What Movie Theaters Have Been Doing Right (and Wrong) During the COVID-19 Pandemic

Hey everyone, Jack Drees here! During the second half of 2020, I have been to the movies 13 times so far. In a normal year, this would be a pretty decent number, especially when the second half is only halfway through. During a pandemic like the one we are going through today, some might question why I go to the movies. SPOILER: It’s not just for fun, although that is part of it, but I need to make content, and much of it is brought to you courtesy of the theatrical experience. Now, as one of the first penguins to dive into the water, I wanted to take this moment to go over some of the things I like about what the theaters have been doing during the pandemic, and some things they should improve on. And I think a lot of people who read my stuff and know me in real life think I’m some evangelical for movie theatres, which… I wouldn’t say you’re wrong. But I consider myself a brainy evangelical as I am willing to recognize their flaws. So let’s dive in, here are my pros and cons regarding cinemas during the COVID-19 pandemic!

PRO #1: Cheaper tickets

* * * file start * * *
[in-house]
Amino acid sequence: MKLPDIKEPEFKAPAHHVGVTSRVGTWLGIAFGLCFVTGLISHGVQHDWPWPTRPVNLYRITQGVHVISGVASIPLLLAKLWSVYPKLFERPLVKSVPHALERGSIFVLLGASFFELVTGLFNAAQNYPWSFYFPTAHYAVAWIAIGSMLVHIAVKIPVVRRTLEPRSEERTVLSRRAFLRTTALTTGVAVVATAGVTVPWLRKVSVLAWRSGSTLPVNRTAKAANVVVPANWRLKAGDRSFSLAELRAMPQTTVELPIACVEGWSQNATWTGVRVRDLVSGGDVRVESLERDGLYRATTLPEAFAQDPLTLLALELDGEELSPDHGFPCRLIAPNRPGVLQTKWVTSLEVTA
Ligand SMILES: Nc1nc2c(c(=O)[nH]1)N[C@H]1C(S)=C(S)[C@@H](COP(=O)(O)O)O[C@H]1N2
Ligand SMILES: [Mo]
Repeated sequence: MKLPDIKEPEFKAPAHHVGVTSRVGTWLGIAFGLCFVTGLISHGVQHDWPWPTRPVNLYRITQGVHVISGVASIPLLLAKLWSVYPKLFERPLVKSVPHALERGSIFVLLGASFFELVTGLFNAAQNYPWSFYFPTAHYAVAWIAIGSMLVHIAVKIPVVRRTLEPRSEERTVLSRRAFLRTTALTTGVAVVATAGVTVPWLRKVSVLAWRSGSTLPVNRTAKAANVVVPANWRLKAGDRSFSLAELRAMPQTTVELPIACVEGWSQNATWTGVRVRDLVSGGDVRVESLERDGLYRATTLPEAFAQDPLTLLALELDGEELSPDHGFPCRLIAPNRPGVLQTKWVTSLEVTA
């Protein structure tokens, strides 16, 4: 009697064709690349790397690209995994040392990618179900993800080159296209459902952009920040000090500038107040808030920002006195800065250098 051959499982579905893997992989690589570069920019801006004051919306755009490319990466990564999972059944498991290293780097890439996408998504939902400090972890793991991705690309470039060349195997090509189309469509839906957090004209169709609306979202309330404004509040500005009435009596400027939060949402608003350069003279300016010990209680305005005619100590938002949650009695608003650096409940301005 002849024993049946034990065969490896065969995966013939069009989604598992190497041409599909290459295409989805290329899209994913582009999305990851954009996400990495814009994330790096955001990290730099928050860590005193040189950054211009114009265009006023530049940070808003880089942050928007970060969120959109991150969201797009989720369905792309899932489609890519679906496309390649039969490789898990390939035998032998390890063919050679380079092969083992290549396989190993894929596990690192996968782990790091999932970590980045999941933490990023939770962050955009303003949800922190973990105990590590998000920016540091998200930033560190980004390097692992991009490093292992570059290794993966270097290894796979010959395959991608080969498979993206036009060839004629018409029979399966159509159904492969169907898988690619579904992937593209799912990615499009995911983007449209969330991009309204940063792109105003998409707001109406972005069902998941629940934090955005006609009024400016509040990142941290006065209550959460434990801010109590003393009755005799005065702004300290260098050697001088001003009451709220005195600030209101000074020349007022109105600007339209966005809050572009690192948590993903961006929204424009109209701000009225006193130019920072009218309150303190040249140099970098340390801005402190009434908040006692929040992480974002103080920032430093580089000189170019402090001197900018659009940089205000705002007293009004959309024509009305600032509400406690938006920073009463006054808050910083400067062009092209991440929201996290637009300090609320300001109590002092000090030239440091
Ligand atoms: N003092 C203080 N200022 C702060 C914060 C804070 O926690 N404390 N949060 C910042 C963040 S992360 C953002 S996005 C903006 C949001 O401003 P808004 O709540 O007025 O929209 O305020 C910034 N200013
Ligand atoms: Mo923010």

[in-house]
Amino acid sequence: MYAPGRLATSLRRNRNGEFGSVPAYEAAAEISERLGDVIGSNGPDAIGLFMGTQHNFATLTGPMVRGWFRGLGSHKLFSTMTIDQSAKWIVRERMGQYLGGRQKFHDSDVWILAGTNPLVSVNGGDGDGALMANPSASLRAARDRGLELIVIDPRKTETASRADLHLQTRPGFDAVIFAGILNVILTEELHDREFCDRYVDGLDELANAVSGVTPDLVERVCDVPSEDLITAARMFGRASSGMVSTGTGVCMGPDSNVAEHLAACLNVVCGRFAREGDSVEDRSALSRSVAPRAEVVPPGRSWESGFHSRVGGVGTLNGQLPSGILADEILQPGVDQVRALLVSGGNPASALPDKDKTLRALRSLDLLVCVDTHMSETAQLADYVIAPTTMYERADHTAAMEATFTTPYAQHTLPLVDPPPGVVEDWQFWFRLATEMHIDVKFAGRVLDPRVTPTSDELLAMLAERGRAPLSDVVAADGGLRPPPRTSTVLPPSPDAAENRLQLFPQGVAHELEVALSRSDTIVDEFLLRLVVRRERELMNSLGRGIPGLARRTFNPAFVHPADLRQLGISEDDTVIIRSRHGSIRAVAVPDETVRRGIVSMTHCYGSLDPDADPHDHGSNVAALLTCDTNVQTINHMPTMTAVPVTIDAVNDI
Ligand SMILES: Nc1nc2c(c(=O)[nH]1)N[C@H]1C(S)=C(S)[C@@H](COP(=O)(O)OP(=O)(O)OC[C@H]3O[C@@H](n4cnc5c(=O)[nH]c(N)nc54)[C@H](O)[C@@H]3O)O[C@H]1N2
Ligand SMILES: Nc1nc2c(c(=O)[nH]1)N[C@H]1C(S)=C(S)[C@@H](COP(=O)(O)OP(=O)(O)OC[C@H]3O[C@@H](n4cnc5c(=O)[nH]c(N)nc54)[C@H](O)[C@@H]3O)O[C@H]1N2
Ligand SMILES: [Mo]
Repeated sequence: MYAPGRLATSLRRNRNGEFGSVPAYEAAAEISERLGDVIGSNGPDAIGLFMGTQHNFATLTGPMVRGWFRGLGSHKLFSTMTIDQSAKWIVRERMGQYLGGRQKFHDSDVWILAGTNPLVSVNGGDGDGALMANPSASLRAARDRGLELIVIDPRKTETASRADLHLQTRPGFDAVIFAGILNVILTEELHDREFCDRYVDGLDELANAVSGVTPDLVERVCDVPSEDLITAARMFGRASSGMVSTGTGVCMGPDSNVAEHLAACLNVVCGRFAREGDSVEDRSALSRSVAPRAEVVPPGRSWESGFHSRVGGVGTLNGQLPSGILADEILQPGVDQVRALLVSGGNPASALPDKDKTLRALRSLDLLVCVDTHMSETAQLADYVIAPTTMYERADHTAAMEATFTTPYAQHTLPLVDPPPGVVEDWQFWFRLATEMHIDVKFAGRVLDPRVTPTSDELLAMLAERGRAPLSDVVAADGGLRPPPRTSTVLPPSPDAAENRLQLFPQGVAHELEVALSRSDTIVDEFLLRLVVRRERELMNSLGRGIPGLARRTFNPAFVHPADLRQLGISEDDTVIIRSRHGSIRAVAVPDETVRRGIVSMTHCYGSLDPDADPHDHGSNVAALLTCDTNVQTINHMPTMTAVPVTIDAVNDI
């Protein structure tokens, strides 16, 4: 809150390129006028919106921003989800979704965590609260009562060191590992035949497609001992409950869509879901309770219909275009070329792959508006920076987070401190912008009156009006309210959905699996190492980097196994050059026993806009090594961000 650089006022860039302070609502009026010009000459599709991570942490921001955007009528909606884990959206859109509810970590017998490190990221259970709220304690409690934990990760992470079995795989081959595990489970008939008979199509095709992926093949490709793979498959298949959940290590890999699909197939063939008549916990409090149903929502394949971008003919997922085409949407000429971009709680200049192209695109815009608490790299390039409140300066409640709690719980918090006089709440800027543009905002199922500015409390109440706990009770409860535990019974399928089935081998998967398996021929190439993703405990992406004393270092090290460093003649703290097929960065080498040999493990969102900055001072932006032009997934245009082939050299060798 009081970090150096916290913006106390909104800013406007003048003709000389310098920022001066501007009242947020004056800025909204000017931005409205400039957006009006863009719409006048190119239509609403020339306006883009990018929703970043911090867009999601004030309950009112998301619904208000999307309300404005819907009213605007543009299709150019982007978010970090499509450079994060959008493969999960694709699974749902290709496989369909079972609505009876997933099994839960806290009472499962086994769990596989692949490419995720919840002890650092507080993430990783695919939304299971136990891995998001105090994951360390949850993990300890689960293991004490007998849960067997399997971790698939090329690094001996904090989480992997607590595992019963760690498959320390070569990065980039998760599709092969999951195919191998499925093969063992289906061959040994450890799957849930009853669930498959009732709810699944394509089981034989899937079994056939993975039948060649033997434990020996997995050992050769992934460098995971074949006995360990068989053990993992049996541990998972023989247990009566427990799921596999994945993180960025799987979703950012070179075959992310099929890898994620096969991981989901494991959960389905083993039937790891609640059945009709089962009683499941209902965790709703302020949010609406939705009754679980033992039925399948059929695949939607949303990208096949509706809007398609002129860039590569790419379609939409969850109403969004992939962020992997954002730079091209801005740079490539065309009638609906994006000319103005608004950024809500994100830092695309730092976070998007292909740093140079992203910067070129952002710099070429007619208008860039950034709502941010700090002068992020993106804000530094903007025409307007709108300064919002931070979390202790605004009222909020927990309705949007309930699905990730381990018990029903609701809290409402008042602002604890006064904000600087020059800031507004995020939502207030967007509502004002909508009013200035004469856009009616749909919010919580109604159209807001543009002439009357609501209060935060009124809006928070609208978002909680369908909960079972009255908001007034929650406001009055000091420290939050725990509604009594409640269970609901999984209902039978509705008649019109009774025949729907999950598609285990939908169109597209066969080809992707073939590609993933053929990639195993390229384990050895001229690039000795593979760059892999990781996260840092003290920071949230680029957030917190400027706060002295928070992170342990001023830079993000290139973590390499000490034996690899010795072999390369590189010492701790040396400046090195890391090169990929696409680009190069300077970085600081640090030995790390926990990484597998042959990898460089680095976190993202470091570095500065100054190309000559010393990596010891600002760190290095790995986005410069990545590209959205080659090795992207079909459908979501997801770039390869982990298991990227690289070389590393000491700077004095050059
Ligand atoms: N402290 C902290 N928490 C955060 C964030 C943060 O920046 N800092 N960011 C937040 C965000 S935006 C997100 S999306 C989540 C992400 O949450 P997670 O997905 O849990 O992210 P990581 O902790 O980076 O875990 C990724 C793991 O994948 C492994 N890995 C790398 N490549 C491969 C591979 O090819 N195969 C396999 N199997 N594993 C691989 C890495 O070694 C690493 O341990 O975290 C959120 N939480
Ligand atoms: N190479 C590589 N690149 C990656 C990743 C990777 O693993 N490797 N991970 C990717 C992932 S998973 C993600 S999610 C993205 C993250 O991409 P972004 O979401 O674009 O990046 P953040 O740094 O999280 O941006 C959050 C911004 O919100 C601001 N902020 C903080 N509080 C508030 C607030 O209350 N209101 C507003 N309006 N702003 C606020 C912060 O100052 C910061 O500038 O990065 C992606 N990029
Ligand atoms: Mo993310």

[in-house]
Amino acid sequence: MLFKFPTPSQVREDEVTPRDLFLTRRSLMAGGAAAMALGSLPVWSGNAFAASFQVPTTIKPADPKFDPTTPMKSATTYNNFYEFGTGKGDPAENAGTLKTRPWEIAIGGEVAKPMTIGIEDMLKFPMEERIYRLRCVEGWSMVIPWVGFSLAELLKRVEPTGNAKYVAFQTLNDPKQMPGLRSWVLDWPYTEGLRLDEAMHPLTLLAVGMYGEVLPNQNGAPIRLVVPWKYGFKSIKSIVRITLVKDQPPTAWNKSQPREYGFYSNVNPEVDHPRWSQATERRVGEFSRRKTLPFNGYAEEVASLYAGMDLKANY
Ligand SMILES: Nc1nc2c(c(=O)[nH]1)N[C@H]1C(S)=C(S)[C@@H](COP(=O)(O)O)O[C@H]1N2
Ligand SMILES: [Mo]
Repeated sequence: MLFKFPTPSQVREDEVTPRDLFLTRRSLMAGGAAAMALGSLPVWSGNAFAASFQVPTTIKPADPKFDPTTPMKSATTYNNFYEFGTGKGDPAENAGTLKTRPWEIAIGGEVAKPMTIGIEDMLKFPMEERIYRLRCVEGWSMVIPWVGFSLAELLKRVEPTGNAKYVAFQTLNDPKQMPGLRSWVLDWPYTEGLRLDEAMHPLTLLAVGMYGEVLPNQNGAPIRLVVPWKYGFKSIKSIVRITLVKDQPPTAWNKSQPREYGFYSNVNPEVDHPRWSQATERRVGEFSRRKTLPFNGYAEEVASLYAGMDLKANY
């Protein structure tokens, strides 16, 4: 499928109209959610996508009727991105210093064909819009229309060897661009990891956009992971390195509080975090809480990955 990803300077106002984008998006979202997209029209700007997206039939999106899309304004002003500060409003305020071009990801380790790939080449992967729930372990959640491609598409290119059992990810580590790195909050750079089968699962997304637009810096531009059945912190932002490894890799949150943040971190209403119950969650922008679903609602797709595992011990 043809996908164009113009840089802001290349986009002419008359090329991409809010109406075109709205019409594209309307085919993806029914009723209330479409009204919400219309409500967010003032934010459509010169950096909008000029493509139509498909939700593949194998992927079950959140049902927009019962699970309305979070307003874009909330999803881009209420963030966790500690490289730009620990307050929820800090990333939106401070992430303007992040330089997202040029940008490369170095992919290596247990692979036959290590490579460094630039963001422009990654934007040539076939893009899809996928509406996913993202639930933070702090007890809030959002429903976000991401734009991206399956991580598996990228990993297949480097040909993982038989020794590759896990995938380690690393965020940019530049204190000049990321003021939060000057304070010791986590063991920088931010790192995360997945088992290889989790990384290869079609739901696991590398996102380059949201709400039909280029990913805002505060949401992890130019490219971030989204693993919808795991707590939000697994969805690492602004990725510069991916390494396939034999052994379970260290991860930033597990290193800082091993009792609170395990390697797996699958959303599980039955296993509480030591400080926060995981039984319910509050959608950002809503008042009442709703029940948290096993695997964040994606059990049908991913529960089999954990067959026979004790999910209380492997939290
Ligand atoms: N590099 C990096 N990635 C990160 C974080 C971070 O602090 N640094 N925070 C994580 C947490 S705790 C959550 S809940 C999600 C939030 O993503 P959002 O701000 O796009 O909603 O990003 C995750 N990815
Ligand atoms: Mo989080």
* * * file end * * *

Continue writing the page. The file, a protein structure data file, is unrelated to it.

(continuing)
You may have noticed that there are not many new movies coming out. So with that in mind, theaters have to get creative. They started showing throwback movies like “Back to the Future,” “The Goonies,” and “The Dark Knight.” For shows like these, tickets are often discounted, usually around the $5 range. Now you can watch an old film at home on a service such as HBO Max, Prime Video, or Disney+ for free on top of your subscription. But if you went to throw a few bucks out the window, you can see these movies with surround sound and a bucket of fresh popcorn. Sure, those costs can add up depending on where you go, but movie theaters provide one thing that streamers and “at home” methods of viewing content cannot, an experience. When I saw “Back to the Future” in a cinema, I felt things there that I am not able to feel while watching it in my room. I think I even laughed harder too. Also, I’d like to give a shoutout to AMC for their reopening deal, where they sold tickets for fifteen cents! This was done in honor of the chain’s 100th anniversary, but it is nevertheless a grand way to welcome patrons back to the theater. I also noticed that for regular shows, AMC’s afternoon prices were also a little cheaper than usual. Pre-pandemic, there was one theater near me that had tickets for a price a little over $10 until 4PM, now, the prices are under that mark until 5PM! Good job, AMC! Now don’t be jerk about those prices down the road… I’M WATCHING YOU.